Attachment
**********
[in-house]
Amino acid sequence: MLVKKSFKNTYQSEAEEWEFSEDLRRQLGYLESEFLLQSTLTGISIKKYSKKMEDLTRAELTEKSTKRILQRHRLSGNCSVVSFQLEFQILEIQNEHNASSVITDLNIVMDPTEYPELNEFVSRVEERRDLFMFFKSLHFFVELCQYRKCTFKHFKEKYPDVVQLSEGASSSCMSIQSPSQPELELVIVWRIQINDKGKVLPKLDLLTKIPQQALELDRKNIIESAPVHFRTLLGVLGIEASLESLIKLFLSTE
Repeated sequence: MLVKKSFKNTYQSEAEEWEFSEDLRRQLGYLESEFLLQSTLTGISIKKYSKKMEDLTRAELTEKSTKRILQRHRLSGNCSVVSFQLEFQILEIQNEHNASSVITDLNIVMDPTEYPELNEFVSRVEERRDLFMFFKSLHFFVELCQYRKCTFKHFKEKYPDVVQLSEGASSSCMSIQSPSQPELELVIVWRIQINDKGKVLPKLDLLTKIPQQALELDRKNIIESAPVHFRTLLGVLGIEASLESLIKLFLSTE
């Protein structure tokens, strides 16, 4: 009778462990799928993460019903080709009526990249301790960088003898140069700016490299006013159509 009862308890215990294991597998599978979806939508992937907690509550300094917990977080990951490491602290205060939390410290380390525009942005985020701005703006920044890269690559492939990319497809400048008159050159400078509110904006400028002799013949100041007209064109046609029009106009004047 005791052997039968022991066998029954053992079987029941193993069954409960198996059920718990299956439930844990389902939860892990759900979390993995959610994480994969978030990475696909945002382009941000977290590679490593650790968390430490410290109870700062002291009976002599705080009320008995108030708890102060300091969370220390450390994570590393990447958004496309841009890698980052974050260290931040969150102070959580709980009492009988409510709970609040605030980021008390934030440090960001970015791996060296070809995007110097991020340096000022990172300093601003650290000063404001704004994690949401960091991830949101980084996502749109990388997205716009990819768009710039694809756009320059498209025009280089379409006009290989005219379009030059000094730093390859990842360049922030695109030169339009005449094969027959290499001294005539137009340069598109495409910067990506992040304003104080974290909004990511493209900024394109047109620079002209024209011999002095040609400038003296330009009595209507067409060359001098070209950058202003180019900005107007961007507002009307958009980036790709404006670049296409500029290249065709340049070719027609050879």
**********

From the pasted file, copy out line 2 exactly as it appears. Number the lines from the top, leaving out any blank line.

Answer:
Amino acid sequence: MLVKKSFKNTYQSEAEEWEFSEDLRRQLGYLESEFLLQSTLTGISIKKYSKKMEDLTRAELTEKSTKRILQRHRLSGNCSVVSFQLEFQILEIQNEHNASSVITDLNIVMDPTEYPELNEFVSRVEERRDLFMFFKSLHFFVELCQYRKCTFKHFKEKYPDVVQLSEGASSSCMSIQSPSQPELELVIVWRIQINDKGKVLPKLDLLTKIPQQALELDRKNIIESAPVHFRTLLGVLGIEASLESLIKLFLSTE